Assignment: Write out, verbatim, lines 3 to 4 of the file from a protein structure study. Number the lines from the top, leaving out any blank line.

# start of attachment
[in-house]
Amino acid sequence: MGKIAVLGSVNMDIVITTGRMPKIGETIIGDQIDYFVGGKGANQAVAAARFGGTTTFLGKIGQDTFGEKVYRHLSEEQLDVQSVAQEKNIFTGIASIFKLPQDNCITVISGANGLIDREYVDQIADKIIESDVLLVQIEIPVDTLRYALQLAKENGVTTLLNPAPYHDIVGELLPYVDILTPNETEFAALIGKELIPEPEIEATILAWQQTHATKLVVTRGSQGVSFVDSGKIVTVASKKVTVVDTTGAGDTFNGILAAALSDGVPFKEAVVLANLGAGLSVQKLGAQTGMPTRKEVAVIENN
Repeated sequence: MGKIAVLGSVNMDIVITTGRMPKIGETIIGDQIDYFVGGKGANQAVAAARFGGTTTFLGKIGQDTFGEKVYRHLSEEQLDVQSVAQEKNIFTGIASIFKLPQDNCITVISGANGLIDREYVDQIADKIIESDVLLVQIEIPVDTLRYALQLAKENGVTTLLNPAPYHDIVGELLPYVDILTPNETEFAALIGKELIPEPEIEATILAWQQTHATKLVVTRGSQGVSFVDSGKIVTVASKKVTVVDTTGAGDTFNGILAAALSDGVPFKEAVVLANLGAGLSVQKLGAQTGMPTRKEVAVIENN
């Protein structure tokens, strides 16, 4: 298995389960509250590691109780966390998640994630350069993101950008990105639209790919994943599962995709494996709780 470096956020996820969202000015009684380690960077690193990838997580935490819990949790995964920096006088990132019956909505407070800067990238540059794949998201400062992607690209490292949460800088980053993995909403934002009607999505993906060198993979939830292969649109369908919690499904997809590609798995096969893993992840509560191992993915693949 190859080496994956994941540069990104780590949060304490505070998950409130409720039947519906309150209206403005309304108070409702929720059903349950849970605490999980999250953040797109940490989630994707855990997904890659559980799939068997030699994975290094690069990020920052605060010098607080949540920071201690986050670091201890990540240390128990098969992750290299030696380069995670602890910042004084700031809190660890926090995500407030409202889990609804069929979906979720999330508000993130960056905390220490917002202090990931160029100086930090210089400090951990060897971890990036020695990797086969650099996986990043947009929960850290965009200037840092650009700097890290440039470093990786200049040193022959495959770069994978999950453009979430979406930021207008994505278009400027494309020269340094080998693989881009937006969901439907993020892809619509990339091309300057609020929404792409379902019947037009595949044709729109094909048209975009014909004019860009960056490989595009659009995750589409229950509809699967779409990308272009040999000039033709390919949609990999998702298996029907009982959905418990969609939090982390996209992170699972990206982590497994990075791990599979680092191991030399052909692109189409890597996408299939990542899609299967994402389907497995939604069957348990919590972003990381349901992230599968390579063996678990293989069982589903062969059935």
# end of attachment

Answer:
Repeated sequence: MGKIAVLGSVNMDIVITTGRMPKIGETIIGDQIDYFVGGKGANQAVAAARFGGTTTFLGKIGQDTFGEKVYRHLSEEQLDVQSVAQEKNIFTGIASIFKLPQDNCITVISGANGLIDREYVDQIADKIIESDVLLVQIEIPVDTLRYALQLAKENGVTTLLNPAPYHDIVGELLPYVDILTPNETEFAALIGKELIPEPEIEATILAWQQTHATKLVVTRGSQGVSFVDSGKIVTVASKKVTVVDTTGAGDTFNGILAAALSDGVPFKEAVVLANLGAGLSVQKLGAQTGMPTRKEVAVIENN
């Protein structure tokens, strides 16, 4: 298995389960509250590691109780966390998640994630350069993101950008990105639209790919994943599962995709494996709780 470096956020996820969202000015009684380690960077690193990838997580935490819990949790995964920096006088990132019956909505407070800067990238540059794949998201400062992607690209490292949460800088980053993995909403934002009607999505993906060198993979939830292969649109369908919690499904997809590609798995096969893993992840509560191992993915693949 190859080496994956994941540069990104780590949060304490505070998950409130409720039947519906309150209206403005309304108070409702929720059903349950849970605490999980999250953040797109940490989630994707855990997904890659559980799939068997030699994975290094690069990020920052605060010098607080949540920071201690986050670091201890990540240390128990098969992750290299030696380069995670602890910042004084700031809190660890926090995500407030409202889990609804069929979906979720999330508000993130960056905390220490917002202090990931160029100086930090210089400090951990060897971890990036020695990797086969650099996986990043947009929960850290965009200037840092650009700097890290440039470093990786200049040193022959495959770069994978999950453009979430979406930021207008994505278009400027494309020269340094080998693989881009937006969901439907993020892809619509990339091309300057609020929404792409379902019947037009595949044709729109094909048209975009014909004019860009960056490989595009659009995750589409229950509809699967779409990308272009040999000039033709390919949609990999998702298996029907009982959905418990969609939090982390996209992170699972990206982590497994990075791990599979680092191991030399052909692109189409890597996408299939990542899609299967994402389907497995939604069957348990919590972003990381349901992230599968390579063996678990293989069982589903062969059935």